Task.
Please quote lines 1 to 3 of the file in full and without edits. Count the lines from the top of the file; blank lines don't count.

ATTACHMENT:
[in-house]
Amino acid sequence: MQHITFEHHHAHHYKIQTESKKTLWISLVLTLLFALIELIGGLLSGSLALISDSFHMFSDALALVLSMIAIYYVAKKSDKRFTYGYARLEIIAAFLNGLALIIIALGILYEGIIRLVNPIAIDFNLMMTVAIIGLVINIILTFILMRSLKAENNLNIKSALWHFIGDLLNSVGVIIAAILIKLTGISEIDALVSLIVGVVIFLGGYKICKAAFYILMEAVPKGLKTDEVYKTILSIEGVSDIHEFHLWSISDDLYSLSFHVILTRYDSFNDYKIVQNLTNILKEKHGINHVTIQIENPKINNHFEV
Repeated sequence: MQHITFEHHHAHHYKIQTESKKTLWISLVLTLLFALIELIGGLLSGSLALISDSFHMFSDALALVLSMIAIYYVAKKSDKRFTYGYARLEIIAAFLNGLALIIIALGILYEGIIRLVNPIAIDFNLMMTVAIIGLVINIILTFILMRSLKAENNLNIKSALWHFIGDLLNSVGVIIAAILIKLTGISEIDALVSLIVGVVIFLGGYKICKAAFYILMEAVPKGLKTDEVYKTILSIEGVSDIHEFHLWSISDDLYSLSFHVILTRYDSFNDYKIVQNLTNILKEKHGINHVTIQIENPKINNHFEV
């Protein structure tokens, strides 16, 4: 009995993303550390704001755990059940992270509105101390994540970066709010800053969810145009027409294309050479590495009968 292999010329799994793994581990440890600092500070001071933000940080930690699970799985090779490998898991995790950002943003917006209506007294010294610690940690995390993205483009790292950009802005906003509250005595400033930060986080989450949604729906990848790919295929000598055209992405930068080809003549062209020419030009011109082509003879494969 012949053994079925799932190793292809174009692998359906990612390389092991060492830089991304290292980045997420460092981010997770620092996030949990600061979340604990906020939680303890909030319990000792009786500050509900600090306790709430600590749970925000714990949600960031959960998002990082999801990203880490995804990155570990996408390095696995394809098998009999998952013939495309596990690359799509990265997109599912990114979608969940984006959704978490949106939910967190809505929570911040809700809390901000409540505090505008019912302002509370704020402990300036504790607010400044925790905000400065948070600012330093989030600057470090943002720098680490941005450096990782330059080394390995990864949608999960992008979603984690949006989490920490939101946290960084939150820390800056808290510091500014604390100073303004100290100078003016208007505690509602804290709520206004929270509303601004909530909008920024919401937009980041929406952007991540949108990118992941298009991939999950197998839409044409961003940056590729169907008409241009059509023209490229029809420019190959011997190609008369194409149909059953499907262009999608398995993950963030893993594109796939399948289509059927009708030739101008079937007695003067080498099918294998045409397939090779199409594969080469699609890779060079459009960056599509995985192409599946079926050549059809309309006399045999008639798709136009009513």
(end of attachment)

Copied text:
[in-house]
Amino acid sequence: MQHITFEHHHAHHYKIQTESKKTLWISLVLTLLFALIELIGGLLSGSLALISDSFHMFSDALALVLSMIAIYYVAKKSDKRFTYGYARLEIIAAFLNGLALIIIALGILYEGIIRLVNPIAIDFNLMMTVAIIGLVINIILTFILMRSLKAENNLNIKSALWHFIGDLLNSVGVIIAAILIKLTGISEIDALVSLIVGVVIFLGGYKICKAAFYILMEAVPKGLKTDEVYKTILSIEGVSDIHEFHLWSISDDLYSLSFHVILTRYDSFNDYKIVQNLTNILKEKHGINHVTIQIENPKINNHFEV
Repeated sequence: MQHITFEHHHAHHYKIQTESKKTLWISLVLTLLFALIELIGGLLSGSLALISDSFHMFSDALALVLSMIAIYYVAKKSDKRFTYGYARLEIIAAFLNGLALIIIALGILYEGIIRLVNPIAIDFNLMMTVAIIGLVINIILTFILMRSLKAENNLNIKSALWHFIGDLLNSVGVIIAAILIKLTGISEIDALVSLIVGVVIFLGGYKICKAAFYILMEAVPKGLKTDEVYKTILSIEGVSDIHEFHLWSISDDLYSLSFHVILTRYDSFNDYKIVQNLTNILKEKHGINHVTIQIENPKINNHFEV